Supergirl: Woman of Tomorrow is an eight-issue miniseries by writer Tom King and artist Bilquis Evely which started in June 2021.[25][26] It focuses on Kara Zor-El's quest in space, aided by Krypto, and is told from the perspective of the new character Ruthye, an alien girl that Kara meets and is looking for justice for her father's death.[25][26][27] The last issue in the series was released in February 2022.[28] Susana Polo, for Polygon, commented that "with the final issue of Supergirl: Woman of Tomorrow I can definitively say this book slaps front to back, applying Sandman vibes to space adventure starring Supergirl and a plucky young space child. The best thing Tom King's done since Mister Miracle and Bilquis Evely just dropping mics on every dang page".[29] Supergirl: Woman of Tomorrow was nominated for the 2022 "Best Limited Series" Eisner Award.[30]


  1. ^ Supergirl at the Grand Comics Database
  2. ^ McAvennie, Michael (2010). "1970s". In Dolan, Hannah (ed.). DC Comics Year By Year A Visual Chronicle. London, United Kingdom: Dorling Kindersley. p. 153. ISBN 978-0-7566-6742-9. Following a decade of back-up action and three years headlining Adventure Comics, Supergirl finally starred in her own series. For the inaugural issue, Cary Bates and artist Art Saaf enrolled Linda Danvers in college.
  3. ^ Wells, John (October 2015). "Supergirl in Bronze". Back Issue! (84). Raleigh, North Carolina: TwoMorrows Publishing: 9.
  4. ^ McAvennie "1970s" in Dolan, p. 159: "DC's 100-page Super Spectaculars were proving popular, so DC said goodbye to Supergirl, Superman's Pal Jimmy Olsen, Superman's Girl Friend, Lois Lane, and housed the characters together in Superman Family. Continuing the numbering from where Superman's Pal Jimmy Olsen ended, the series featured classic reprints with new tales in the lead spot".
  5. ^ Wells, John (October 24, 1997), "'Lost' DC: 1971-1975", Comics Buyer's Guide, no. 1249, Iola, Wisconsin, p. 125, In the wake of a nationwide paper shortage, DC canceled several of its lower-selling titles in late 1973...[Supergirl #10] and three other completed comic books slated for release in November 1973 (Secret Origins #7, Superman's Girl Friend, Lois Lane #137, and Weird Worlds #10) were put on hold until the summer of 1974.
  6. ^ Wells in Back Issue, pp. 18-20
  7. ^ The indicia for The Daring New Adventures of Supergirl was shortened to just Supergirl with issue #13.
  8. ^ Manning, Matthew K. "1980s" in Dolan, p. 198: "With the guidance of writer Paul Kupperberg and prolific artist Carmine Infantino, Supergirl found a home in the city of Chicago in a new ongoing series...Unfortunately, this was not exactly the reinvention DC had hoped for, and The Daring New Adventures of Supergirl was cancelled after only twenty-three issues".
  9. ^ Supergirl vol. 3 at the Grand Comics Database
  10. ^ Manning "1990s" in Dolan, p. 274: "The Girl of Steel flew back into an ongoing series at long last, courtesy of fan-favorite writer Peter David and artist Gary Frank".
  11. ^ Supergirl vol. 4 at the Grand Comics Database
  12. ^ Cowsill, Alan "2000s" in Dolan, p. 321: "Superman's cousin Kara Zor-El received her own title. Written by Jeph Loeb and illustrated by Ian Churchill, the fourth [ongoing] series featured a Supergirl still getting accustomed to her life on Earth".
  13. ^ Supergirl vol. 5 at the Grand Comics Database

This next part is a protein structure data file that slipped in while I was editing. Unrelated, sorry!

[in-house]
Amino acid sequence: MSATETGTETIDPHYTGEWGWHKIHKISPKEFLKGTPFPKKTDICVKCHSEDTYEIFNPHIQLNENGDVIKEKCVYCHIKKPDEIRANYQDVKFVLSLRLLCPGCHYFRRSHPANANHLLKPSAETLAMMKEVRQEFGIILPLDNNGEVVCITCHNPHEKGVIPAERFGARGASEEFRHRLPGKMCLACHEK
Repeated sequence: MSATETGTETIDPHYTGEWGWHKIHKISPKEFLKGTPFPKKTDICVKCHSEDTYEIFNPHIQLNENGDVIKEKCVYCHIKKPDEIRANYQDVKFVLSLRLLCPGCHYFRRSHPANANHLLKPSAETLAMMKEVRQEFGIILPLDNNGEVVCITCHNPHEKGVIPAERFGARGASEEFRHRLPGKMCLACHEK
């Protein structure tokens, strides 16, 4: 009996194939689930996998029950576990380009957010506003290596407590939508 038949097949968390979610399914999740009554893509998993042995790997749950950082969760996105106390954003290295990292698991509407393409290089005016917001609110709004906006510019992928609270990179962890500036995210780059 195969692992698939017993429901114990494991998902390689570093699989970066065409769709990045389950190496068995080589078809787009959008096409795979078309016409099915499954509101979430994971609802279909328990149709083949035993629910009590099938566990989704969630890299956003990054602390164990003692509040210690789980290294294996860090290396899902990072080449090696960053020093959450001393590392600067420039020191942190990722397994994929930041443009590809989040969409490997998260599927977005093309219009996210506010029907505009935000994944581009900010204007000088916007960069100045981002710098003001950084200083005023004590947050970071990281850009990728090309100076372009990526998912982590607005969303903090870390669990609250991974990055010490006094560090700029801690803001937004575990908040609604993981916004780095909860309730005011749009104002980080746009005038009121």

14. ^ Rogers, Vaneta (June 27, 2008). "WWC: Gates and Igle Join DC's Supergirl". Newsarama. Archived from the original on November 12, 2013. Retrieved January 7, 2009.
  15. ^ Rogers, Vaneta; Biggers, Cliff (September 2008). "Planet Stories". Comic Shop News (1108).
  16. ^ Rogers, Vaneta (August 4, 2009). "Some Will Be Revealed: Sterling Gates on Supergirl". Newsarama. Archived from the original on September 16, 2014. Retrieved September 18, 2009.
  17. ^ Rogers, Vaneta (May 28, 2010). "Artist Amy Reeder Faces Challenge of Batwoman, Supergirl". Newsarama. Archived from the original on February 14, 2012. Retrieved March 31, 2012.
  18. ^ Supergirl vol. 6 at the Grand Comics Database
  19. ^ Uzumeri, David (June 10, 2011). "The New Superman Titles Are Here, Grant Morrison on Action Comics". ComicsAlliance. Archived from the original on July 5, 2014.
  20. ^ a b Estrella, Ernie (May 28, 2018). "Inside Supergirl: Being Super with writer Mariko Tamaki". SYFY WIRE.
  21. ^ Supergirl vol. 7 at the Grand Comics Database
  22. ^ Salvatore, Brian (September 6, 2016). "Steve Orlando on Supergirl, Synergy Between the Show and the Comic, and What Makes Kara So Special". Multiversity Comics. Archived from the original on September 8, 2016. TONE wise, I think it's very important to sync up with the show, but also that's a bit of a trick question, because the show has done so well for the very reason that it truly understands the tone of the best Supergirl comics. So it's a bit of a circle: hope, positivity, inspiration.
  23. ^ Estrella, Ernie (August 14, 2018). "Marc Andreyko sends Supergirl (and Krypto) off into deep space in a newer, more 'vibrant' Super series". Syfy. Archived from the original on September 23, 2019.
  24. ^ "DC Cancels Supergirl With Issue 42". February 15, 2020. Retrieved 2022-02-10.
  25. ^ a b "REVIEW: Supergirl: Woman of Tomorrow #1 Tries to Have True Grit". WWAC. 2021-06-16. Retrieved 2022-02-10.
  26. ^ a b "Supergirl: Woman of Tomorrow #1 Review: A Gorgeous Rendering Cloaks Notable Narrative Flaws". June 16, 2021. Retrieved 2022-02-10.
  27. ^ "Supergirl: 10 Things You Didn't Know About Woman Of Tomorrow". CBR. 2022-02-10. Retrieved 2022-02-10.
  28. ^ "SUPERGIRL WOMAN OF TOMORROW #8 (OF 8) CVR A EVELY (DEC213130)". Retrieved 2022-02-10.
  29. ^ Polo, Susana (2022-02-22). "Batman keeps lollipops in his belt, but he has good reasons". Polygon. Retrieved 2022-02-23.
  30. ^ MacDonald, Heidi (2022-05-18). "2022 Eisner Awards Nominations Announced, led by DC and Image". The Beat. Retrieved 2022-05-18.